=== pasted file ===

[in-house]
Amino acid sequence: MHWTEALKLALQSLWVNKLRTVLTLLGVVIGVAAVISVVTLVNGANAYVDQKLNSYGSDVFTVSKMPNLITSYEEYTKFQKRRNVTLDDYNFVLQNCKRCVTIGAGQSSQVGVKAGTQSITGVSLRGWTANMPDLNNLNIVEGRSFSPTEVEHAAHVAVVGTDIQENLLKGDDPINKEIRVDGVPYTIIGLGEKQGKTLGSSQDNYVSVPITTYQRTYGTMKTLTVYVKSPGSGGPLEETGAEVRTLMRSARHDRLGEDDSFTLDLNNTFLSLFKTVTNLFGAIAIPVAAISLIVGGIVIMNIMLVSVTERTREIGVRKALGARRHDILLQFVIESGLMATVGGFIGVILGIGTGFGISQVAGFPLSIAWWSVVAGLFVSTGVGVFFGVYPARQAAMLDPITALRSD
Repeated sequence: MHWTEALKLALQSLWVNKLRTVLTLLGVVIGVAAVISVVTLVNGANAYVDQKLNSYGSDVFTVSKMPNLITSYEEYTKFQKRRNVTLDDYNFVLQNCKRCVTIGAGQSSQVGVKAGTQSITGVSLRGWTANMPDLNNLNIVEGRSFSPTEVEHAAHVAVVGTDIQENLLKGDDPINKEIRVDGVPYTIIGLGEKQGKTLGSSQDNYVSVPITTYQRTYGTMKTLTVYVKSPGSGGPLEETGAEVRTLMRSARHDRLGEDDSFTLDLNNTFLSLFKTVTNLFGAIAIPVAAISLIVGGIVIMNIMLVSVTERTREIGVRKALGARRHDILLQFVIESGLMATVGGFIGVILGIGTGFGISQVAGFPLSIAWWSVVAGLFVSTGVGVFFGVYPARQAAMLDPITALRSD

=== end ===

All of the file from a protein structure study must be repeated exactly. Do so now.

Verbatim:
[in-house]
Amino acid sequence: MHWTEALKLALQSLWVNKLRTVLTLLGVVIGVAAVISVVTLVNGANAYVDQKLNSYGSDVFTVSKMPNLITSYEEYTKFQKRRNVTLDDYNFVLQNCKRCVTIGAGQSSQVGVKAGTQSITGVSLRGWTANMPDLNNLNIVEGRSFSPTEVEHAAHVAVVGTDIQENLLKGDDPINKEIRVDGVPYTIIGLGEKQGKTLGSSQDNYVSVPITTYQRTYGTMKTLTVYVKSPGSGGPLEETGAEVRTLMRSARHDRLGEDDSFTLDLNNTFLSLFKTVTNLFGAIAIPVAAISLIVGGIVIMNIMLVSVTERTREIGVRKALGARRHDILLQFVIESGLMATVGGFIGVILGIGTGFGISQVAGFPLSIAWWSVVAGLFVSTGVGVFFGVYPARQAAMLDPITALRSD
Repeated sequence: MHWTEALKLALQSLWVNKLRTVLTLLGVVIGVAAVISVVTLVNGANAYVDQKLNSYGSDVFTVSKMPNLITSYEEYTKFQKRRNVTLDDYNFVLQNCKRCVTIGAGQSSQVGVKAGTQSITGVSLRGWTANMPDLNNLNIVEGRSFSPTEVEHAAHVAVVGTDIQENLLKGDDPINKEIRVDGVPYTIIGLGEKQGKTLGSSQDNYVSVPITTYQRTYGTMKTLTVYVKSPGSGGPLEETGAEVRTLMRSARHDRLGEDDSFTLDLNNTFLSLFKTVTNLFGAIAIPVAAISLIVGGIVIMNIMLVSVTERTREIGVRKALGARRHDILLQFVIESGLMATVGGFIGVILGIGTGFGISQVAGFPLSIAWWSVVAGLFVSTGVGVFFGVYPARQAAMLDPITALRSD